Why Russian youth has disappointed hopes for democratic change

Eurozine_Zorkaya_Russia-400x0-c-defaultNatalia Zorkaya at Eurozine:

At the beginning of the 1990s, prospects for modernisation and democratic change in Russian society were linked to the younger generation. Sociologists identified the bearers of new values not only in the educated classes, or in the modern, more complex social environment of large cities and megacities, but first and foremost amongst the youth. At the beginning of the 1990s, young people stood out from other generations for their inclination towards liberal-democratic values, civil rights and freedom, their openness towards the West and their attitude towards social achievement and success. Even at the start of the economic reforms, when – after a short period of euphoric expectation that things would rapidly change for the better – the majority of the population was plunged into a state of frustration and confusion and increasingly took the view that any changes in the country were imposed from above, young people demonstrated a more positive attitude and were more content with their own lives.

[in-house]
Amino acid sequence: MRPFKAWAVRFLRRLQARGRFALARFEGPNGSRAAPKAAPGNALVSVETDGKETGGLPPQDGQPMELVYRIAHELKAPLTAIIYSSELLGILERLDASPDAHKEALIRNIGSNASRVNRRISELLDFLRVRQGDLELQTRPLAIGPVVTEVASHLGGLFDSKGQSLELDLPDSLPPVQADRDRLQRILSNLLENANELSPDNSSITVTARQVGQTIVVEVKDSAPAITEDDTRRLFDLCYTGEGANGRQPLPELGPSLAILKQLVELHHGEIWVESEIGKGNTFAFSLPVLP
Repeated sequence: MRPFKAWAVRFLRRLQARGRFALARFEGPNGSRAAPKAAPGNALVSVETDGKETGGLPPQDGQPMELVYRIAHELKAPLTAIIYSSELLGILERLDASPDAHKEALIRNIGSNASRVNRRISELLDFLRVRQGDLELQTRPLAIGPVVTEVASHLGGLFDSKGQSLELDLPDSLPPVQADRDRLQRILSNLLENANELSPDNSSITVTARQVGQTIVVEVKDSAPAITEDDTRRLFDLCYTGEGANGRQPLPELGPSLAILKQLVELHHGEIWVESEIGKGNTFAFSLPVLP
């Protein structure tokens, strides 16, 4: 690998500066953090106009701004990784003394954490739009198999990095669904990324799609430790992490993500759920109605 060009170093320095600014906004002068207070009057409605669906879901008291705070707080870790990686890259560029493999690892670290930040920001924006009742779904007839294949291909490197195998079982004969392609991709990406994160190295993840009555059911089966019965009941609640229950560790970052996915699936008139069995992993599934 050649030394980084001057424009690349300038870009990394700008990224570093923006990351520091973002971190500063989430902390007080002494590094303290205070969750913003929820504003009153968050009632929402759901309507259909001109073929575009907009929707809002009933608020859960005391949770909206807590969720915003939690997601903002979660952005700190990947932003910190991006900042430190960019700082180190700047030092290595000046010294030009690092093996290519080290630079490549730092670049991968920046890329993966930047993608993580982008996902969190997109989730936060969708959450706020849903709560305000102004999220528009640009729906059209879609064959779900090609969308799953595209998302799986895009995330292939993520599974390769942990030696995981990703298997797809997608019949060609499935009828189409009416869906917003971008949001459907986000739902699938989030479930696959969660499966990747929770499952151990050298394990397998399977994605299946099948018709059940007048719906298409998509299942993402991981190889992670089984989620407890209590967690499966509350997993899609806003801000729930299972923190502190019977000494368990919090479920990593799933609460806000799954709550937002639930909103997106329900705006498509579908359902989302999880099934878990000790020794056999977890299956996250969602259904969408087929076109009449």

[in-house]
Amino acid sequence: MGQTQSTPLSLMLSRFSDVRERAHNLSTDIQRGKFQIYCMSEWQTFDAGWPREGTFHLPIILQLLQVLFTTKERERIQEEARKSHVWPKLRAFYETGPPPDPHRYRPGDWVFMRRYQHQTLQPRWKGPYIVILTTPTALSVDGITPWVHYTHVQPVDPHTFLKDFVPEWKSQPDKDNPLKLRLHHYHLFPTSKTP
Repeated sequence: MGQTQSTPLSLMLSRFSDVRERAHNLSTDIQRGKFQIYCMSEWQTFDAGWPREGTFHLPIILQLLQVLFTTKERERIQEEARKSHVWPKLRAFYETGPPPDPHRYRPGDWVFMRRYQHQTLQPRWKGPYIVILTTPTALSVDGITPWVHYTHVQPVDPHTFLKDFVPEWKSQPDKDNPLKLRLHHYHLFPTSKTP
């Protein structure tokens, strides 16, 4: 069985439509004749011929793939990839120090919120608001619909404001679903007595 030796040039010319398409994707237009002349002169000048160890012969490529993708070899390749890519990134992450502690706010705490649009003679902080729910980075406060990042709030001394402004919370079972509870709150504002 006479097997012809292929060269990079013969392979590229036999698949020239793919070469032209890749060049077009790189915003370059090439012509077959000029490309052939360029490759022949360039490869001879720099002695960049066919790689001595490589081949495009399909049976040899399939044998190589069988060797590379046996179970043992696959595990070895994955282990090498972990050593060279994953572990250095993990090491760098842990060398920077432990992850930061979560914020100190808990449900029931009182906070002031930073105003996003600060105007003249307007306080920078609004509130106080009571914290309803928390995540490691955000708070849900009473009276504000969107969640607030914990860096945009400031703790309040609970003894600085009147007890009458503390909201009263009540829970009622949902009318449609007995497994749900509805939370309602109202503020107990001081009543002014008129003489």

Hopes that young people would be able to quickly adopt western ideas and democratic principles were also characteristic of the liberal and democratic parties and social movements of the 1990s. Ideas about how Russian society and its economy might be modernized emerged directly from the educated classes – primarily residents of large cities and youth – and involved complex ideas of justice, human rights, a democratic state, the independence of the judiciary, the protection of private property and so on. These social environments were expected to encourage the institutional consolidation of the values of democratic rule-of-law state, civil rights and freedoms and the displacement of former Soviet stereotypes and complexes.

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